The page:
Aaron Birt received his PhD in materials science and engineering. He has been celebrated for “as much for what he will do in the future as for what he has already done in the past,” according to Diran Apelian, director of the Metal Processing Institute. “In many cases, the future is perfectly tied to past actions. In few other young individuals that I know is this truer than in Aaron. He is one of those individuals who when asked about plans for the future simply tells me he plans to ‘change the world.’” Aaron was honored as a "30 under 30" innovator in Advancing Manufacturing in 2016. In 2017, he became co-founder of the lithium-ion battery start-up Kinetic Batteries, and was named to Forbes “30 under 30” list for manufacturing and industry.
At WPI, we look at the materials around us and make them better or change them through manufacturing processes and business practices to meet industry and consumer needs. WPI’s Manufacturing Engineering program focuses on producing engineering designs that bring ideas into practical, cost-effective use in a production process that is less expensive, safer, and healthier for the planet.
Manufacturing engineering students work one-on-one with WPI’s renowned faculty who are leaders in fields like robotics, manufacturing and materials processing, control systems, machining, grinding, teaching CNC machining, materials engineering, and surface metrology.
Research at WPI is hands-on and cutting edge as we seek ways to advance the field while always improving manufacturing processes. Students address environmental issues in industrial processes and consider each task with a perspective on manufacturing’s global influence.
The latest edition of Advanced Manufacturing includes a guest column by Bogdan Vernescu, vice provost for research, about the importance of the manufacturing engineering education (MEE) grant program.
In a Sunday feature story about the future of manufacturing in the Worcester area, Diran Apelian, the Alcoa-Howmet Professor of Engineering and founding director of the Metal Processing Institute, discussed WPI’s emphasis on teaching students entrepreneurship.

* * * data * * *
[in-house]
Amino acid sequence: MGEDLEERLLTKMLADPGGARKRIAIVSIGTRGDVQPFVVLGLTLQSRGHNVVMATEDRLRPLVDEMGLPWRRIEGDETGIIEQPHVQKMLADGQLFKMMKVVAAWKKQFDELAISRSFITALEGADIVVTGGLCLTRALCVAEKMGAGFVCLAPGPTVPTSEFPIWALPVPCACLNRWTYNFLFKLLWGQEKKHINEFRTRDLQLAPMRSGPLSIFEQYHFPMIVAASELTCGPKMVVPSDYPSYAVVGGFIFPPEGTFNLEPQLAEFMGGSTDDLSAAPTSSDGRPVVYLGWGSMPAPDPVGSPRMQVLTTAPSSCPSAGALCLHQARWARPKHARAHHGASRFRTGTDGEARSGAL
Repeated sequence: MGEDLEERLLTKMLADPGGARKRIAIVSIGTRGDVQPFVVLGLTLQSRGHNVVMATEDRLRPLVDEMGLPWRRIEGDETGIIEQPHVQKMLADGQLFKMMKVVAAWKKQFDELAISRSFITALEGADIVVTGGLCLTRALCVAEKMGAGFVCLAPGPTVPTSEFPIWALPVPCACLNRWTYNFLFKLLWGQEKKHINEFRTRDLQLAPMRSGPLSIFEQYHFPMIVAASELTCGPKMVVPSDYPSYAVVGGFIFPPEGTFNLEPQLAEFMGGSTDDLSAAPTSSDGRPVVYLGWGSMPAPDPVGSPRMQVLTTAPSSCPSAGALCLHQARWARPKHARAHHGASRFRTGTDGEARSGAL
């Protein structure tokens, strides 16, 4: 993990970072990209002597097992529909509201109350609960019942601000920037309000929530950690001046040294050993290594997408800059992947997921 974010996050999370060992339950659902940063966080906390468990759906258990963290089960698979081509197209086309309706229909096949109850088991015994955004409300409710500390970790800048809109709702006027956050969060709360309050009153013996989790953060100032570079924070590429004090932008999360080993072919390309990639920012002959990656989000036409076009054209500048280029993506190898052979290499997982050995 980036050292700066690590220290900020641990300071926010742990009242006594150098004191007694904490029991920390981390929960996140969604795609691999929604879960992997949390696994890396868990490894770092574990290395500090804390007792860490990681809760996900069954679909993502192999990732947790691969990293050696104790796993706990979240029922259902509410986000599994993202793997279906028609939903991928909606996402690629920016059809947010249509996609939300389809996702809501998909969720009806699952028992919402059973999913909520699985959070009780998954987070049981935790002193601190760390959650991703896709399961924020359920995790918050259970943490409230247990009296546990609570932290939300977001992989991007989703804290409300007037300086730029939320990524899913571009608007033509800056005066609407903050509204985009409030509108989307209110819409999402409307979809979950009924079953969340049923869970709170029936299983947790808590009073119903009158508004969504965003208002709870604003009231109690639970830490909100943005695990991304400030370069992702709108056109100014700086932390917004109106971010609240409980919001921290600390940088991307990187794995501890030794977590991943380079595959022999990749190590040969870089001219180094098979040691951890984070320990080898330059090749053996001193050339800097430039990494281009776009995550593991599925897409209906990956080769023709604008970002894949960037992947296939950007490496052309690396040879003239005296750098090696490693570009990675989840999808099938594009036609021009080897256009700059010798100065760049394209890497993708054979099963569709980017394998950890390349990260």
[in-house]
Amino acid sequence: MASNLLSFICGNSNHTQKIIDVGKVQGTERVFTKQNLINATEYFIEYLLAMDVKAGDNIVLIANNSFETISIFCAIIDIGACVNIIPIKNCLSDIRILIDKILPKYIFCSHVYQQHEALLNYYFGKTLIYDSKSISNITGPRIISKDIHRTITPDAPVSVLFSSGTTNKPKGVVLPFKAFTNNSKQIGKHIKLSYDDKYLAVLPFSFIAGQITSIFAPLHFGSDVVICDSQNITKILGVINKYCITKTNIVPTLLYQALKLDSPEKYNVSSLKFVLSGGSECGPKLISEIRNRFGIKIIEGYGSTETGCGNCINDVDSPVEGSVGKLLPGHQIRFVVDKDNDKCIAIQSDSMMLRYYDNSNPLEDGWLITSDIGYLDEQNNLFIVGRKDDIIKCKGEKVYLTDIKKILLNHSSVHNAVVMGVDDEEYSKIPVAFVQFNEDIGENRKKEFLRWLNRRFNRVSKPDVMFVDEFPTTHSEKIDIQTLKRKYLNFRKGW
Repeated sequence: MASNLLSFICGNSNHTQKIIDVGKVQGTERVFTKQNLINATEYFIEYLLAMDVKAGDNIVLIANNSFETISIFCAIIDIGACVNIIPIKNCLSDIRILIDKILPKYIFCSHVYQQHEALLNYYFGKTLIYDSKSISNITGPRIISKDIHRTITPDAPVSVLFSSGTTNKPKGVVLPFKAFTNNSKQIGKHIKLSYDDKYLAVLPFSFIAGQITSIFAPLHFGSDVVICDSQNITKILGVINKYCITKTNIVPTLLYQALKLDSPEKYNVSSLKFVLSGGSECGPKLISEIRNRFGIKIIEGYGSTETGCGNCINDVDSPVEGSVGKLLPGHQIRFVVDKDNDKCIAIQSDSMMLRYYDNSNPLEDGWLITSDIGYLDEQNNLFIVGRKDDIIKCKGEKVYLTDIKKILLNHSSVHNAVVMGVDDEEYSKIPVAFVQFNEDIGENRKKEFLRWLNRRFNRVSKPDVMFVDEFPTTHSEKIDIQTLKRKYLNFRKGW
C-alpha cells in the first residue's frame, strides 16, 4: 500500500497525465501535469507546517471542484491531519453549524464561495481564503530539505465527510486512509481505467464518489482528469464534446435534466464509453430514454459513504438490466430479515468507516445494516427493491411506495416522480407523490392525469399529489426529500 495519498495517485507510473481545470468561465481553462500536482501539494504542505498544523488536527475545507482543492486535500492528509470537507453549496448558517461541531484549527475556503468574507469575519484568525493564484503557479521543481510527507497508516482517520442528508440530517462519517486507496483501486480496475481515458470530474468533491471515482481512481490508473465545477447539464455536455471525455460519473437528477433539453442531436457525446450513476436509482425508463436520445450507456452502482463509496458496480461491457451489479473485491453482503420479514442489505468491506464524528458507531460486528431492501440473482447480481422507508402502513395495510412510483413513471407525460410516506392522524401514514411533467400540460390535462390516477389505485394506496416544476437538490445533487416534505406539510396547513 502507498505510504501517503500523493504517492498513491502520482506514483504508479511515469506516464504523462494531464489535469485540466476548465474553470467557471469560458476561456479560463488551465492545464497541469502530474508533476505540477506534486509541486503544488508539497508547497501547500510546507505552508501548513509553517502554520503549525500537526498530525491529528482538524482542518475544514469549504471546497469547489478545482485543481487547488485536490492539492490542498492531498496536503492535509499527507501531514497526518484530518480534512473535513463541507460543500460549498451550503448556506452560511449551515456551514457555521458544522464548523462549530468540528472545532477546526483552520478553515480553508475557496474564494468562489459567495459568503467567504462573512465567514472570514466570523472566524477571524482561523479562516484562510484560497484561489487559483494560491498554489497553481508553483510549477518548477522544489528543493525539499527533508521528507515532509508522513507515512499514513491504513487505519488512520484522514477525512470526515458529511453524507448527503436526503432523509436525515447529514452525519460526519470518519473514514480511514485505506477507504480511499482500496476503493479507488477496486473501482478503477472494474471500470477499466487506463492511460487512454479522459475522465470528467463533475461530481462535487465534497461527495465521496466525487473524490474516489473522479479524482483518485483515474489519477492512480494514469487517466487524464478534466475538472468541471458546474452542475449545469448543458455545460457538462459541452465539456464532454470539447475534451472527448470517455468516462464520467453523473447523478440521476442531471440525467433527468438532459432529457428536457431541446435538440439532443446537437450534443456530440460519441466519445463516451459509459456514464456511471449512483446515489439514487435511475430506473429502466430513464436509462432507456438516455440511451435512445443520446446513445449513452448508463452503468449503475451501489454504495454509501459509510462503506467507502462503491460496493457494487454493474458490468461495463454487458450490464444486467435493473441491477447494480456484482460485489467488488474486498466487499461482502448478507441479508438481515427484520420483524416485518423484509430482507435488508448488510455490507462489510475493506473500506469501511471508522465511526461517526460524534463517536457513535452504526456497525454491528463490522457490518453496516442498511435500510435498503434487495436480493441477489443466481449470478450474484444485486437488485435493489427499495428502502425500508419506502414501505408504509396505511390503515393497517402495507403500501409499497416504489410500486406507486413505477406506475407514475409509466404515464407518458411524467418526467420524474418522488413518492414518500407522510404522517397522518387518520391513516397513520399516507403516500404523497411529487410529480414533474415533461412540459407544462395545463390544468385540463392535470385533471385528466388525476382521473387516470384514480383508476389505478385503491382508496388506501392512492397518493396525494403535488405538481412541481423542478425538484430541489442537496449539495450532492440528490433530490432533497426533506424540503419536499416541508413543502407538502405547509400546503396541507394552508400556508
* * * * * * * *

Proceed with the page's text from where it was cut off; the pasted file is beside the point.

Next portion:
WPI Students Teach Job Skills to Displaced Workers
WPI's students are learning about manufacturing as they teach the skills to others. Watch this video to see how WPI students are helping long-term displaced workers develop job skills in CNC manufacturing through a partnership between WPI's Manufacturing Labs and the Massachusetts Manufacturing Extension Partnership (MassMEP).
Manufacturing Engineering Students Gain Real-World Skills
Our manufacturing engineering students work closely with faculty and with project teams to learn how to apply their knowledge about materials and manufacturing from the classroom to real-world problems in an industrial or organizational setting. This hands-on approach increases confidence, instills essential skills, and gives students valuable experience to launch meaningful careers in which they can make real change.
WPI was established more than 150 years ago to generate the human and intellectual capital required to help transform the United States into a manufacturing powerhouse. True to our founding mission—to prepare students to put theory into impactful practice—our approach to manufacturing education and research has always had a distinct practical focus.
An accelerated BS/MS option is available to manufacturing engineering students interested in earning both degrees in a shorter time. Students interested in the program are encouraged to apply during their junior year when they will complete the online graduate admissions application, indicating both the BS/MS option and manufacturing.
With an degree in Manufacturing Engineering, graduates may assume leadership roles in many industries or academia. Today’s employers seek the kinds of skills manufacturing engineers have because they know that expertise will to lead breakthroughs in areas where innovative products change lives.